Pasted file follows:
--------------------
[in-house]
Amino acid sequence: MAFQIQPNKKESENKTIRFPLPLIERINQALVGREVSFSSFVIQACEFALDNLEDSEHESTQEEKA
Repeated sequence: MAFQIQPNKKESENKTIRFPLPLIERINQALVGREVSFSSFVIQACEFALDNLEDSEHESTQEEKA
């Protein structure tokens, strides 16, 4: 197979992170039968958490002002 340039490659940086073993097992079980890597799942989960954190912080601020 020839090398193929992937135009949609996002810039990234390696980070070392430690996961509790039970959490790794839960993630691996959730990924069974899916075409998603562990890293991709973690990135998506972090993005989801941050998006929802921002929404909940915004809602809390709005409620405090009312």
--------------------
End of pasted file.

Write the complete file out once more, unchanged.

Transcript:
[in-house]
Amino acid sequence: MAFQIQPNKKESENKTIRFPLPLIERINQALVGREVSFSSFVIQACEFALDNLEDSEHESTQEEKA
Repeated sequence: MAFQIQPNKKESENKTIRFPLPLIERINQALVGREVSFSSFVIQACEFALDNLEDSEHESTQEEKA
């Protein structure tokens, strides 16, 4: 197979992170039968958490002002 340039490659940086073993097992079980890597799942989960954190912080601020 020839090398193929992937135009949609996002810039990234390696980070070392430690996961509790039970959490790794839960993630691996959730990924069974899916075409998603562990890293991709973690990135998506972090993005989801941050998006929802921002929404909940915004809602809390709005409620405090009312």